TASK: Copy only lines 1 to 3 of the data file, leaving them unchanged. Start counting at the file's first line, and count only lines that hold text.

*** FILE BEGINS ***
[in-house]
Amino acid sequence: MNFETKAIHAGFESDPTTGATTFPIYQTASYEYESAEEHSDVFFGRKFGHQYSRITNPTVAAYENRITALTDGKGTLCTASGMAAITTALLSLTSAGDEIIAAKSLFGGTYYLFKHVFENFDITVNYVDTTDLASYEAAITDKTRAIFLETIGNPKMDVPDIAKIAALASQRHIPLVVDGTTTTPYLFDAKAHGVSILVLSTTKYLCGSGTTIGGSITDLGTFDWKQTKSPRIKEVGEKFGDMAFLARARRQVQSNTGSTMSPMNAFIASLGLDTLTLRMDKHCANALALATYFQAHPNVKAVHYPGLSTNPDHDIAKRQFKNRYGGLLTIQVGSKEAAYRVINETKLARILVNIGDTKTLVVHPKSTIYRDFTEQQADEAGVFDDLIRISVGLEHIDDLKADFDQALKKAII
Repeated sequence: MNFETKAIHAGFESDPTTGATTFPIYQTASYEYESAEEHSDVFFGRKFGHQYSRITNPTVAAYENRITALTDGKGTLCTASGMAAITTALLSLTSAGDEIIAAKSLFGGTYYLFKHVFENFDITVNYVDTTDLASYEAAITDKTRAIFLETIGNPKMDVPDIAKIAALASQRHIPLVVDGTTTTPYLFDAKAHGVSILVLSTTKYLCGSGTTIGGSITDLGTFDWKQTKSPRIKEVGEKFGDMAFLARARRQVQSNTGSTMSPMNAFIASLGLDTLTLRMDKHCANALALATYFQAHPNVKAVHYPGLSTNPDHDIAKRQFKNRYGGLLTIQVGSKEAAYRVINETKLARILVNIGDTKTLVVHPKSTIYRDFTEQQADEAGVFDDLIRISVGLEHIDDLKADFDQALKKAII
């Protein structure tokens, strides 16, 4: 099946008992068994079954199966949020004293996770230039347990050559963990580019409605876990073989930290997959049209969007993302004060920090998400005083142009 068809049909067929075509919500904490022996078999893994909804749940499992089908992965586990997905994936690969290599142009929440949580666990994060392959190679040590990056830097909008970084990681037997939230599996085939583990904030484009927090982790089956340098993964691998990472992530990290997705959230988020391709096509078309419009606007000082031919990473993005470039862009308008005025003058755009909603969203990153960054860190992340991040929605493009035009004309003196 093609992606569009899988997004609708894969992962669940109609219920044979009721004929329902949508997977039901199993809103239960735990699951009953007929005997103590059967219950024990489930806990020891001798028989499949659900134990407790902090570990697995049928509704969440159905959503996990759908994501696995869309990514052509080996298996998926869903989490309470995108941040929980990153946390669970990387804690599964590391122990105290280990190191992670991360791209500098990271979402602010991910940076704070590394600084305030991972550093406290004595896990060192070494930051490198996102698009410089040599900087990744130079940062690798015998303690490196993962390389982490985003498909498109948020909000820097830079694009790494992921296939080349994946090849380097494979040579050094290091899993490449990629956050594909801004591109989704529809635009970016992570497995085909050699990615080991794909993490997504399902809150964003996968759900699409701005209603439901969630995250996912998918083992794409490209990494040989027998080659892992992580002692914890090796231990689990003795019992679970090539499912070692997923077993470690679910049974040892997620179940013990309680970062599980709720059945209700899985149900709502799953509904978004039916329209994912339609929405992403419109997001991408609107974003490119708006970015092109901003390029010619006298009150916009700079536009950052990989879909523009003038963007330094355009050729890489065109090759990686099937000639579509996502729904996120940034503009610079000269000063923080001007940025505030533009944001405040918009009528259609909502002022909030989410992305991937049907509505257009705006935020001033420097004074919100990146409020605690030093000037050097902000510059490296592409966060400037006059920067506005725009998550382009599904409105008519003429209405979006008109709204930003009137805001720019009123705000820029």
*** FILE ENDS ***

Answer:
[in-house]
Amino acid sequence: MNFETKAIHAGFESDPTTGATTFPIYQTASYEYESAEEHSDVFFGRKFGHQYSRITNPTVAAYENRITALTDGKGTLCTASGMAAITTALLSLTSAGDEIIAAKSLFGGTYYLFKHVFENFDITVNYVDTTDLASYEAAITDKTRAIFLETIGNPKMDVPDIAKIAALASQRHIPLVVDGTTTTPYLFDAKAHGVSILVLSTTKYLCGSGTTIGGSITDLGTFDWKQTKSPRIKEVGEKFGDMAFLARARRQVQSNTGSTMSPMNAFIASLGLDTLTLRMDKHCANALALATYFQAHPNVKAVHYPGLSTNPDHDIAKRQFKNRYGGLLTIQVGSKEAAYRVINETKLARILVNIGDTKTLVVHPKSTIYRDFTEQQADEAGVFDDLIRISVGLEHIDDLKADFDQALKKAII
Repeated sequence: MNFETKAIHAGFESDPTTGATTFPIYQTASYEYESAEEHSDVFFGRKFGHQYSRITNPTVAAYENRITALTDGKGTLCTASGMAAITTALLSLTSAGDEIIAAKSLFGGTYYLFKHVFENFDITVNYVDTTDLASYEAAITDKTRAIFLETIGNPKMDVPDIAKIAALASQRHIPLVVDGTTTTPYLFDAKAHGVSILVLSTTKYLCGSGTTIGGSITDLGTFDWKQTKSPRIKEVGEKFGDMAFLARARRQVQSNTGSTMSPMNAFIASLGLDTLTLRMDKHCANALALATYFQAHPNVKAVHYPGLSTNPDHDIAKRQFKNRYGGLLTIQVGSKEAAYRVINETKLARILVNIGDTKTLVVHPKSTIYRDFTEQQADEAGVFDDLIRISVGLEHIDDLKADFDQALKKAII